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Encyclopedia of Philosophy: Aenesidemus (1st century BC)

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 Aenesidemus was a Greek philosopher of the first century BC who revived Pyrrhonian Scepticism, formulating the basic Ten Modes of Scepticism, or tropoi, and demonstrating that concepts such as cause, explanation, goodness and the goal of life engendered endemic and undecidable dispute; faced with this the Sceptic suspends judgment - and tranquillity follows. Aenesidemus was probably active around the middle of the first century BC. He considered that Academic scepticism under Philo of Larissa had so far abandoned its original, uncompromising attitude to knowledge that he described the dispute between Philo and Antiochus as ‘Stoics fighting with Stoics’ (fr. 71C9). 

« Aenesidemus (1st century BC) Aenesidemus was a Greek philosopher of the first century BC who revived Pyrrhonian Scepticism, formulating the basic Ten Modes of Scepticism, or tropoi, and demonstrating that concepts such as cause, explanation, goodness and the goal of life engendered endemic and undecidable dispute; faced with this the Sceptic suspends judgment - and tranquillity follows.

Aenesidemus was probably active around the middle of the first century BC.

He considered that Academic scepticism under Philo of Larissa had so far abandoned its original, uncompromising attitude to knowledge that he described the dispute between Philo and Antiochus as ‘Stoics fighting with Stoics' (fr.

71C9).

In response, he turned to the Scepticism of Pyrrho for sustenance, effectively re-founding Pyrrhonism and determining the broad outlines it was to follow (see Pyrrhonism).

The fundamental arguments of the Ten Modes of Scepticism are attributed to him.

He wrote an eight volume Pyrrhonian Discourses, a summary of which survives in the ninth-century patriarch Photius' library catalogue (frs 71C, 72L), and is said to have composed an On Inquiry, an Against Wisdom and a First Introduction.

The first book of Pyrrhonian Discourses argued that the Academics were in fact dogmatists, committed to beliefs both positive (‘some things are plausible') and negative (‘nothing is apprehensible').

Pyrrhonists, by contrast, ‘determine absolutely nothing, not even this claim that nothing is determined' (fr.

71C8).

They will not assert dogmatically (that is, with strong commitment to the truth) that something either is or is not the case, saying only that it no more is than is not, or that it sometimes is and sometimes is not, or that it is for one person and not for another (fr. 71C6-7) (see Pyrrhonism §§1, 3).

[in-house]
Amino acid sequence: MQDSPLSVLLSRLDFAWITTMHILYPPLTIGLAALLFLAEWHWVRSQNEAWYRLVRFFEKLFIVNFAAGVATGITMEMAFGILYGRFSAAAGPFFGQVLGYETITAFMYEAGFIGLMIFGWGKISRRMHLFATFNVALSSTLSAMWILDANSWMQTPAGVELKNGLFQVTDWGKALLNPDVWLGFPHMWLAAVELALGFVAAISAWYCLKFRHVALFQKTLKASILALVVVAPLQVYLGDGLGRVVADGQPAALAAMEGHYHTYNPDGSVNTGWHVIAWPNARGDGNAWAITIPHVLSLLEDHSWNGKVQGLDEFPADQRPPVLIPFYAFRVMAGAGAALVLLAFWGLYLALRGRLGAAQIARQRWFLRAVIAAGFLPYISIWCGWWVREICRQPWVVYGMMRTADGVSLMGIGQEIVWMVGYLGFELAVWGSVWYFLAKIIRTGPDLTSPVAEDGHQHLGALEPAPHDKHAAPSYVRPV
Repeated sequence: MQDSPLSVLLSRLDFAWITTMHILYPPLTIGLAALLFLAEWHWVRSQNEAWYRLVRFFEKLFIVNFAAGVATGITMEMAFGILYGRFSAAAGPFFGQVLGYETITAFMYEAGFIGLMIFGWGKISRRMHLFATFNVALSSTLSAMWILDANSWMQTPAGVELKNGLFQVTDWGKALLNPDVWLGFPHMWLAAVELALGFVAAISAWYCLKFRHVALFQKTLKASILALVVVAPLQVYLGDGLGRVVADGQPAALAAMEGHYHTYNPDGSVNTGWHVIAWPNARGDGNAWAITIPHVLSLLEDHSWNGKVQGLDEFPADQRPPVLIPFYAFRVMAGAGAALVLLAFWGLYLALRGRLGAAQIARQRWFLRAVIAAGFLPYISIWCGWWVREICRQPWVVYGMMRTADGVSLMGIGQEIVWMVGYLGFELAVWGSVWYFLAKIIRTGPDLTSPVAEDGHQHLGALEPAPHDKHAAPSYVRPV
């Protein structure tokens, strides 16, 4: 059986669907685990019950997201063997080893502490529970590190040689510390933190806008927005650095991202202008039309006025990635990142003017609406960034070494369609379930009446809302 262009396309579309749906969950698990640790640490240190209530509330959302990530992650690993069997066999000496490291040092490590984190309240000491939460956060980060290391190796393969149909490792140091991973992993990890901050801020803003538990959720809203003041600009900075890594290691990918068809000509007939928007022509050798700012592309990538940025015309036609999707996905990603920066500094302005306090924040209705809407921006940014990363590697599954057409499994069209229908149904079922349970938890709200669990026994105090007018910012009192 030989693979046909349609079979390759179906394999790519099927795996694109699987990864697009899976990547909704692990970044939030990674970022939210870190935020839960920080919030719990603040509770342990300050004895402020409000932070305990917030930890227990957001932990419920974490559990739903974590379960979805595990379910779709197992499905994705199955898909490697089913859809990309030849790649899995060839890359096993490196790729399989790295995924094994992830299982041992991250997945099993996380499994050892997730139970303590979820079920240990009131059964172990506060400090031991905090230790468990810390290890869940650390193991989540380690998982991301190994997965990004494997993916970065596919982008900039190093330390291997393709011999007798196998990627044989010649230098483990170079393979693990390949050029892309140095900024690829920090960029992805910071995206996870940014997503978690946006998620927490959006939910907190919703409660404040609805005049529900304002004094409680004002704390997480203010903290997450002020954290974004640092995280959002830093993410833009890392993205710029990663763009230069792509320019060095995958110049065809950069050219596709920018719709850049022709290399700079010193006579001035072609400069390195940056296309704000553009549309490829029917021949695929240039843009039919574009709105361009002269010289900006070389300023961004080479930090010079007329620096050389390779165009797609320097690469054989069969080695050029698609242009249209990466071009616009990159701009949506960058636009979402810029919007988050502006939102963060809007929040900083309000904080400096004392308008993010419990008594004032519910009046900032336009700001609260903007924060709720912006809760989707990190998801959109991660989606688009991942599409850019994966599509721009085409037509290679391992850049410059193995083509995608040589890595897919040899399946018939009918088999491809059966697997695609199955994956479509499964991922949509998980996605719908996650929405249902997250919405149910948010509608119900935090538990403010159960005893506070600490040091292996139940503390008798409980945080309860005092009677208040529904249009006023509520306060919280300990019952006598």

This, according to Aenesidemus, amounts simply to following the appearances, reacting to the way things seem to be; about reality the Pyrrhonist suspends judgment, the result of such suspension being tranquillity (Diogenes Laertius, IX 106-7).

The remainder of The Pyrrhonian Discourses cast doubt on the concepts of dogmatist physics (cause, principle, generation, motion, and so on) (see Pyrrhonism §5) and the veridicality of perception, as well as dealing sceptically with signs, the gods, scientific explanation and various topics in ethics, the aim being to emphasize the dubiousness of all dogmatic positions on these topics and the extent of their differences, with a view to promoting suspension of judgment (and hence tranquillity).

Some of these arguments are preserved elsewhere: signs should be evident as signs (that is in what they signify) to everybody if they are to function as signs, but they are not (Sextus Empiricus, Against the Professors VIII 215); the concept of cause is incoherent (IX 219-26); scientific ‘explanations' are underdetermined (Sextus Empiricus, Outlines of Pyrrhonism I 180-5).

Aenesidemus' Scepticism appears both consistent and complete.

Elsewhere, however, Sextus reports that ‘Aenesidemus…says that the Sceptic way is a road leading to Heraclitean philosophy, since saying that opposites appear to hold of the same thing precedes saying that they actually do hold of the same thing' (Outlines of Pyrrhonism I 210) (see Heraclitus §3).

Thus, apparently, indeterminacy in appearances is grounds for belief in indeterminacy in the objects, which is unsceptical, involving a commitment to the way things actually are.

Perhaps Aenesidemus simply offered such arguments dialectically, to emphasize dogmatic disagreement; perhaps he thought (possibly following Pyrrho - see Pyrrhonism §1, and compare Pyrrho §3) that such statements were coherently Sceptical; or perhaps he simply changed his mind.

The evidence is insufficient - and we can only suspend judgment on the issue.. »

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